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Call MS SQL stored procedure (with linked connection)

P: 12
I already found two ways to call an MSSQL stored procedure form MS Access:

1) Pass through query
Problem: Every client has to configure the DNS-source, I don't want that, too much administration work...

2) Write VBA code (e.g. using ADO object)
Problem: I don't want another connection.

I already linked the MS Access database with SSMA. Why can't I use this connection to call a stored procedure?

Hopefully there's an easy solution...Thanks in advance

Best regards,
D.R.

Edit: MS Access 2007
Feb 19 '10 #1

✓ answered by NeoPa

@Poweruser
Each linked table will have a connection string (property) associated with it then. This can be seen using the VBA IDE by typing :
Expand|Select|Wrap|Line Numbers
  1. ? CurrentDB.TableDefs("linked table name").Connect
in the Immediate pane (Ctrl-G). Alternatively, the Linked Table Manager will show this for each linked table in your database I believe.
@Poweruser
Another alternative is to avoid the wizard and either type, or paste in, the string directly. I don't use 2007, but 2003 instead, but I doubt there is much difference in this respect.
@Poweruser
This works on using a similar string to that which you use in your linked tables. It doesn't link via your tables. There is no DSN stored within your database. The string, whatever it is, must use some form of DSN, whether it by file held, or in your registry (System Data Source). I suspect, given that you are already using connected tables, that there must be a usable DSN defined somewhere for you to reference.

I hope you find this helpful.

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12 Replies


P: 12
Nobody knows how to call an MSSQL stored procedure from MS access? :(

What's the best approach?

Best regards,
D.R.
Feb 20 '10 #2

ADezii
Expert 5K+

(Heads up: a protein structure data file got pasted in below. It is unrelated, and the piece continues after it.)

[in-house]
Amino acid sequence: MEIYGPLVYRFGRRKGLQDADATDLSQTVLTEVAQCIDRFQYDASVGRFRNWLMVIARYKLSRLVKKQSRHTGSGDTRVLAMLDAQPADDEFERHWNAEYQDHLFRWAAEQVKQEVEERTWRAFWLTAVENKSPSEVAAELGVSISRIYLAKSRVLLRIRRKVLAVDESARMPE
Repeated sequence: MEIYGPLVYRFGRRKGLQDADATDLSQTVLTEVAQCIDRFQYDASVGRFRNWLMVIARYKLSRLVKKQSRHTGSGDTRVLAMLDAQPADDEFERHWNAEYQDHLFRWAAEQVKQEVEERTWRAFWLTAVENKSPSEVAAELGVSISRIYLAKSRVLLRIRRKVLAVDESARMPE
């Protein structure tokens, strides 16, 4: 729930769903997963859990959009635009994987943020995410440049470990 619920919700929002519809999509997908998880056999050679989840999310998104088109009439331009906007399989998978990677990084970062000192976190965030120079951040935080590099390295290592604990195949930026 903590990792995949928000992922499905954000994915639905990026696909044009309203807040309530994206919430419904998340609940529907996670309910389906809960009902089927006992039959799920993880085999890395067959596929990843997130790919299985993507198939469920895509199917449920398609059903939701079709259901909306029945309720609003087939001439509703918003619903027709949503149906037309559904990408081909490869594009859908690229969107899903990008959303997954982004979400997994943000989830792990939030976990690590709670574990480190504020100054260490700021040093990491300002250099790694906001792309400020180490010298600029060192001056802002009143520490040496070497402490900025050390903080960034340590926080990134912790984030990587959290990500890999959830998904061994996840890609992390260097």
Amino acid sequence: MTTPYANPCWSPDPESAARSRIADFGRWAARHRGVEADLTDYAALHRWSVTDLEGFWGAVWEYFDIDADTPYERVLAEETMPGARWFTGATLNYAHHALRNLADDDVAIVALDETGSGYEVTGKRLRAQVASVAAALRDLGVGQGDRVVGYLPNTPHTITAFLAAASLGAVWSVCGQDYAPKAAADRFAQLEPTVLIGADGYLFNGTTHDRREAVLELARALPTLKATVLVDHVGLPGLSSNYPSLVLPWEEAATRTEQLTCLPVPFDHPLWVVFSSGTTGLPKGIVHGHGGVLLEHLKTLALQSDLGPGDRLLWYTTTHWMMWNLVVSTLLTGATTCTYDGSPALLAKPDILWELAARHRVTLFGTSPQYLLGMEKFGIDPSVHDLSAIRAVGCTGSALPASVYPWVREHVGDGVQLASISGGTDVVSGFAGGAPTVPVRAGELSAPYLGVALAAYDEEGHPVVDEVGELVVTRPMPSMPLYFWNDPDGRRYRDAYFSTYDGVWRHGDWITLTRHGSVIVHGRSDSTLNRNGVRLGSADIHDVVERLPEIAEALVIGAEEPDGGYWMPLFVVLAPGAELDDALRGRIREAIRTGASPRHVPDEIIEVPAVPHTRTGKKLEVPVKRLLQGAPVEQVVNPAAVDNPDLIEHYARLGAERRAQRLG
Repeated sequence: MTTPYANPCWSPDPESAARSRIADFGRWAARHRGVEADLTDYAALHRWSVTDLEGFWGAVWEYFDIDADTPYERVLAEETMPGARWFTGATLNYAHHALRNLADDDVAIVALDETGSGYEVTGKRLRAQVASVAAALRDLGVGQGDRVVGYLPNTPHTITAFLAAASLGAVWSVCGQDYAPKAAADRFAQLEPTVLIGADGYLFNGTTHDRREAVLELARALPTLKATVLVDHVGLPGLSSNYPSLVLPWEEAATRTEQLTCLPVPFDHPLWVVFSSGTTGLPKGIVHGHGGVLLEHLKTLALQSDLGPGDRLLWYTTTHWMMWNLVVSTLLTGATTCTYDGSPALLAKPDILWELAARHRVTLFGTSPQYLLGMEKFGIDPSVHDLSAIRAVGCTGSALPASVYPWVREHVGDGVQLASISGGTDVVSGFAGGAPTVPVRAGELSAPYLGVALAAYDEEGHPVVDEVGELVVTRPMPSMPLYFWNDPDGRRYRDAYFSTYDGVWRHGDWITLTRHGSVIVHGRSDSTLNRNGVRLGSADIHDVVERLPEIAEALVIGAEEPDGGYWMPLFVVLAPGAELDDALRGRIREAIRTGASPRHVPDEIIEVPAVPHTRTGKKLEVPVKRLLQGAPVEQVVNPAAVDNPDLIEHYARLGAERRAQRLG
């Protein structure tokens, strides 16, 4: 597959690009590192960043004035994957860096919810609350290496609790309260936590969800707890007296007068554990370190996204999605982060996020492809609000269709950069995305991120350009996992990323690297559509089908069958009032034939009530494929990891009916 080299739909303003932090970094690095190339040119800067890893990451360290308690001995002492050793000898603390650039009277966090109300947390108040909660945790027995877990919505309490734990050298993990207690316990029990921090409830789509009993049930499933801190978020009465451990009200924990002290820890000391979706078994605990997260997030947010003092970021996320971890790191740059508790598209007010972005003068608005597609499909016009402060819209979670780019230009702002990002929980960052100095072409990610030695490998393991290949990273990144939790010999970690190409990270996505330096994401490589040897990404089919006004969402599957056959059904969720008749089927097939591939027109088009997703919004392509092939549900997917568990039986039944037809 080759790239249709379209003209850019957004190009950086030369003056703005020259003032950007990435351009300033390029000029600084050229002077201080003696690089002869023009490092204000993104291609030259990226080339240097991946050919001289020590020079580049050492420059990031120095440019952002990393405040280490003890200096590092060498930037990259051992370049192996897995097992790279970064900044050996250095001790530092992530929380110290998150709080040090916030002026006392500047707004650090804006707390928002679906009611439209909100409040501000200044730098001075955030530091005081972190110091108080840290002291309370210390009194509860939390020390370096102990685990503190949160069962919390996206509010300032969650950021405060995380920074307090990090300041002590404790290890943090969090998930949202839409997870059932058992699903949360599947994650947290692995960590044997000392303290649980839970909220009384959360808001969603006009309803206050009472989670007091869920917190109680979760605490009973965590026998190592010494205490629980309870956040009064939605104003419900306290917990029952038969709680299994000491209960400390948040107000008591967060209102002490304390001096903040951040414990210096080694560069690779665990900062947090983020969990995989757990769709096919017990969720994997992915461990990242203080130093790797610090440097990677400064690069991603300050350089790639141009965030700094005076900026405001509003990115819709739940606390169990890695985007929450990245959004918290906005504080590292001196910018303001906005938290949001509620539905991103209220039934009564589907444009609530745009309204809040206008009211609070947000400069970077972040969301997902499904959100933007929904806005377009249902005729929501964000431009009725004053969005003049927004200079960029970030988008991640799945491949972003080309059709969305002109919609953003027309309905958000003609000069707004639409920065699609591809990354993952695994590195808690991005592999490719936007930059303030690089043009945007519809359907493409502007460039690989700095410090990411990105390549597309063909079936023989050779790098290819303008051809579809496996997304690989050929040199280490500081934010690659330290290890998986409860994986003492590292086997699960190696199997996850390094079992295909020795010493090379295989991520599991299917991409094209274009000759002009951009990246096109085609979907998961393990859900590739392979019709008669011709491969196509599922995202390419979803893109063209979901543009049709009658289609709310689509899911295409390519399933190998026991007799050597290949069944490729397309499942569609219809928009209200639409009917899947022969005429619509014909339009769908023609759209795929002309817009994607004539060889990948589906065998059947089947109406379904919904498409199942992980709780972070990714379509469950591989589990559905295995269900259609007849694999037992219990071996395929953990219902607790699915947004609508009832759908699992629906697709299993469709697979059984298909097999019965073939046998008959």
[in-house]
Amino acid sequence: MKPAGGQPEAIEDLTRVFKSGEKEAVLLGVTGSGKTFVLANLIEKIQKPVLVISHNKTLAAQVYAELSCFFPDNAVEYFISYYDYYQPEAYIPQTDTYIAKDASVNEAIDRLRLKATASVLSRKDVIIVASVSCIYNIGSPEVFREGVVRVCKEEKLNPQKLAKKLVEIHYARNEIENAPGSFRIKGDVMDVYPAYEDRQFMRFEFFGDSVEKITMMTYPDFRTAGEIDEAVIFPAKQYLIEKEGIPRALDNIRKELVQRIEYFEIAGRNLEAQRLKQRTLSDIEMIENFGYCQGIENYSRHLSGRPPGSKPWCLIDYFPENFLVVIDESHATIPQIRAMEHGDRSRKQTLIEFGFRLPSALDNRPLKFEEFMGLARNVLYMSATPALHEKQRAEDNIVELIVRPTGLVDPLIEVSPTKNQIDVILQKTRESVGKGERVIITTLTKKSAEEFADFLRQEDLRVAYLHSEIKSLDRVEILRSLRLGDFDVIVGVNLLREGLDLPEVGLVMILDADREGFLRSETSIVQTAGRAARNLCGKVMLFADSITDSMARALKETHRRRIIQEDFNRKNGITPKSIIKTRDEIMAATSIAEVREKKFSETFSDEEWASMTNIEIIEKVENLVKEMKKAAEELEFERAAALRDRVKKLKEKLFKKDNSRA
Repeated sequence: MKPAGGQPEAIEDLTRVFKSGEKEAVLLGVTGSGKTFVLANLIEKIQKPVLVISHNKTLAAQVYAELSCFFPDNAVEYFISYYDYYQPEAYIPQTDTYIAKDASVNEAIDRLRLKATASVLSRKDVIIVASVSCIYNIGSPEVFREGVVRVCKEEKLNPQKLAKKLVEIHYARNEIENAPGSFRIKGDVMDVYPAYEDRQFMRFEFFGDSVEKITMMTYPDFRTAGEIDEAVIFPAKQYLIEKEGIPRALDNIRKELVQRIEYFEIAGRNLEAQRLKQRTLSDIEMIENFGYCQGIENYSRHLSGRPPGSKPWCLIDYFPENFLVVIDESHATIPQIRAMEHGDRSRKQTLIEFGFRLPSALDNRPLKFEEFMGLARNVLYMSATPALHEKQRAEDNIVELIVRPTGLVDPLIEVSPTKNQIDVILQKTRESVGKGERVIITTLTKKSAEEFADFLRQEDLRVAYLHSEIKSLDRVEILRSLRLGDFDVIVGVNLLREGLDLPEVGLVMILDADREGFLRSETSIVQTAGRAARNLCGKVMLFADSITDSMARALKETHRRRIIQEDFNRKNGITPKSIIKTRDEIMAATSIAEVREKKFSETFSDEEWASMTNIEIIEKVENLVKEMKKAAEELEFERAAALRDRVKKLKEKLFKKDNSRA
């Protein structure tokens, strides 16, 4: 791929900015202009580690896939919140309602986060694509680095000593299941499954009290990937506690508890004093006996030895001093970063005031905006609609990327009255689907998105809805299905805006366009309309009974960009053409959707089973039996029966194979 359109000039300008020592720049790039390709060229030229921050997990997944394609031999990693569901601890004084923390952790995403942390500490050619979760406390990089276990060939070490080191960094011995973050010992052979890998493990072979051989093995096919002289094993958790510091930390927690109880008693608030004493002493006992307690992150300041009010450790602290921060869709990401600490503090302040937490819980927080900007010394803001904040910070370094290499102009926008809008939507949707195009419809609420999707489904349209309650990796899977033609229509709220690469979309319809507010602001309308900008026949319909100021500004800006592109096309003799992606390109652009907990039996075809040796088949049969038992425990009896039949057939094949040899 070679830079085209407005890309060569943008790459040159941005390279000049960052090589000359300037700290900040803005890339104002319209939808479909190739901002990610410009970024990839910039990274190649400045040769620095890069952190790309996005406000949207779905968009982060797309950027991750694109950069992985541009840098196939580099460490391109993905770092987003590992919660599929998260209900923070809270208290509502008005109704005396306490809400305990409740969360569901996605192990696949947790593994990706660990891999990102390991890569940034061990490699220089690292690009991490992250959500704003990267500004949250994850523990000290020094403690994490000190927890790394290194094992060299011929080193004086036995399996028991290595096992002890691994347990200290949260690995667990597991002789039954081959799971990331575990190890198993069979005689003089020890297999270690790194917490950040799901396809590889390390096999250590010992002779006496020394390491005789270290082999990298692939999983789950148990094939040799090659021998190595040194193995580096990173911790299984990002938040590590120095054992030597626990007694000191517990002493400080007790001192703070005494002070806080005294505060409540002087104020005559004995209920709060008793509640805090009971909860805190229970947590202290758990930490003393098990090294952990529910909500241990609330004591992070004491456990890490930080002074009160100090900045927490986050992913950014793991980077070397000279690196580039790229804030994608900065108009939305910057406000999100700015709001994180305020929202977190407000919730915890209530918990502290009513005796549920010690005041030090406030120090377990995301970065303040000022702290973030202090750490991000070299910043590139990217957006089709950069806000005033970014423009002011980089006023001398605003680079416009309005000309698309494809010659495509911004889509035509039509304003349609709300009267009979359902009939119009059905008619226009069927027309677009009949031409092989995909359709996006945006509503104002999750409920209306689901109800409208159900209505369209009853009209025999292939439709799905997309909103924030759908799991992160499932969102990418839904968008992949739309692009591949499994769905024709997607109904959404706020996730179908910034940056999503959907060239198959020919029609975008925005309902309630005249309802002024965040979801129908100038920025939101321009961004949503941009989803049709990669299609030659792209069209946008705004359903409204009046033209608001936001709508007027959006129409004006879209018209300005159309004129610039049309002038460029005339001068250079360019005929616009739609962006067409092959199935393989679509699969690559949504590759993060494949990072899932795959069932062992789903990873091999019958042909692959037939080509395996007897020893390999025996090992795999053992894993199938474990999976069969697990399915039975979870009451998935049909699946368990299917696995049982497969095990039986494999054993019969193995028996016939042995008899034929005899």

P: 8,638
To the best of my knowledge, there are 5 Methods for Executing Stored Procedures via a Microsoft Access Project:
  1. From the Access Database Container
  2. From another Stored Procedure
  3. From a Pass-Through Query
  4. From ADO using a Command Object
  5. From DAO
Feb 21 '10 #3

NeoPa
Expert Mod 15k+
P: 31,494
@Poweruser
What do you mean specifically by 'the DNS-source'?
Connections can be stored as a property of the PassThru query itself, so I'm struggling to see a problem here. Maybe because I don't know what you mean by the relatively loose term 'DNS-source' above.
@Poweruser
What is this? Standard Access or something 3rd-party?

You wouldn't be expected to know as a new member, but we like people to wait at least 24 hours before bumping a thread. All our volunteers have lives and none of us guarantees to be available every day (Weekends are generally particularly quiet - mainly because there are so much fewer questions and responses to deal with).

Last, but not least, Welcome to Bytes!
Feb 21 '10 #4

P: 12
Sorry for early bumping my thread, I was frustrated!

SSMA = Microsoft SQL Server Migration Assistant for Access 4.0

I used the tool to migrate all my access tables to MSSQL server. I want to use that same connection to call MSSQL stored procedures / functions.

Connections can be stored as a property of the PassThru query itself, so I'm struggling to see a problem here.
Really? I'm using Access 2007 when I want to change the "ODBC Connect Str" property of a PassThru query, I get the "Select Data Source" dialog -> I can choose either a file data source or a machine data source. Nothing embedded in my access application :(